Educate to Inform Advocacy

We focus our education efforts on providing watershed science to citizens, developers, and local government officials so they can make sound water management decisions. Now is the time to ensure we are making the right decisions about the future of our water resources.

The Watershed Center promotes the following actions:

Wetland protection: Wetlands provide numerous benefits, including decreased flooding, groundwater recharge, water filtration, shoreline stabilization, and fish and wildlife habitat. We must ensure that wetland networks remain intact so our watershed can continue to function as a healthy ecosystem.

Stormwater management: Sediments and nutrients enter our surface waters through stormwater that washes from roads, parking lots, and rooftops. Trapping and treating stormwater onsite prevents these pollutants from entering our waters. Stormwater ordinances that require on-site infiltration and the use of Green Infrastructure, or design approaches that mimic natural processes, are useful tools that ensure sustainable development.

Riparian vegetation: Vegetation at the land-water interface, termed riparian vegetation, provides the opportunity for runoff to infiltrate before it washes into our waters. In addition, riparian vegetation cools water by providing shade, provides wildlife habitat, and stabilizes shorelines using complex root systems. We favor preserving vegetation along our lakes, rivers, streams, and wetlands.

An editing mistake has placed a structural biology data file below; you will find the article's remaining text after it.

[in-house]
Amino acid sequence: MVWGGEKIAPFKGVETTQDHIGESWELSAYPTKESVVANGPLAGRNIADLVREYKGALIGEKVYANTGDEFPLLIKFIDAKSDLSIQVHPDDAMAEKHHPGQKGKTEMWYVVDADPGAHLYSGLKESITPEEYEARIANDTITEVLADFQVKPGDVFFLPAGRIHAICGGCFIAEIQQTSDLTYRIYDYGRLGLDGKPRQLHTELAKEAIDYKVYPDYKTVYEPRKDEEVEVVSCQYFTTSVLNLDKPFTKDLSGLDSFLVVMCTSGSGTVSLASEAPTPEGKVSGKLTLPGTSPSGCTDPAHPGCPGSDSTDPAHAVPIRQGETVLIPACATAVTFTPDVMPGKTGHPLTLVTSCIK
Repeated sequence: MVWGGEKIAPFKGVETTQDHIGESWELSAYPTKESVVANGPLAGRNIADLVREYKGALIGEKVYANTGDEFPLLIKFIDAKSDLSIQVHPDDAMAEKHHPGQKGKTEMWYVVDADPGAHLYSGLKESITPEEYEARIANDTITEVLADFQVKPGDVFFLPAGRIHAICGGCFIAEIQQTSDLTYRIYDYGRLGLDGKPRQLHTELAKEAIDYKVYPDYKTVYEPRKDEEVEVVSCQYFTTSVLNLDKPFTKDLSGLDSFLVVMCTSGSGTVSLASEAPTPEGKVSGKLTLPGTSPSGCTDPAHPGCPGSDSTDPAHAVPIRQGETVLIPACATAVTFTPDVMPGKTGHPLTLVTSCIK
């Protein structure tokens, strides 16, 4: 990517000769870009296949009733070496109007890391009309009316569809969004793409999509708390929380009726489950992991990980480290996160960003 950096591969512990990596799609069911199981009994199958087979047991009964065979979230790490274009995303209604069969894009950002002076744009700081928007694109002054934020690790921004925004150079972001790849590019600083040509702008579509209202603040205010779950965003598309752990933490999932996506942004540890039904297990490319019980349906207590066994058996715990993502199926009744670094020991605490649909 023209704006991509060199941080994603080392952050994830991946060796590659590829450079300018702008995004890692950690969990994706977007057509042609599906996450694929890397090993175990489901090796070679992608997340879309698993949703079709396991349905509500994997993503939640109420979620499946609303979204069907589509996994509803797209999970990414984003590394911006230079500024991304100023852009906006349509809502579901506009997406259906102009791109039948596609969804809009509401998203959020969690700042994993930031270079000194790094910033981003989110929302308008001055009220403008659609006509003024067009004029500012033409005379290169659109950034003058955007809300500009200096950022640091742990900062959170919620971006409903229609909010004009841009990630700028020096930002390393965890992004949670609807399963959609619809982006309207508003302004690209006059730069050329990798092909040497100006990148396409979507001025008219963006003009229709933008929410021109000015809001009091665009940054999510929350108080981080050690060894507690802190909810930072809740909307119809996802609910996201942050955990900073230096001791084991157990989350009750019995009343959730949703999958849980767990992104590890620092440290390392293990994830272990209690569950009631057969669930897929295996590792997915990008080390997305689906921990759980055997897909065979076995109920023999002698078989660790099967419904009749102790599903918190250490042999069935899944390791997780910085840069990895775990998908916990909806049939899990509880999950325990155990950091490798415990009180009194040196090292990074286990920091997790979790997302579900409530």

Natural shorelines: Natural shorelines absorb wave energy and provide critical habitat for a variety of species. Natural shorelines function best when they include native, deep-rooted vegetation. We oppose shoreline stabilization techniques that remove ecological functionality, such as sea walls and riprap, and favor bioengineering techniques that retain natural features and use native plants and biodegradable products.

Aquatic invasive species (AIS): New Zealand mudsnail, Asian carp, and other AIS have the potential to significantly alter ecosystems, cause economic harm, interfere with recreation, harm human health, and reduce water quality. We advocate for proper AIS prevention as well as appropriate management for species that have already arrived in our watershed.

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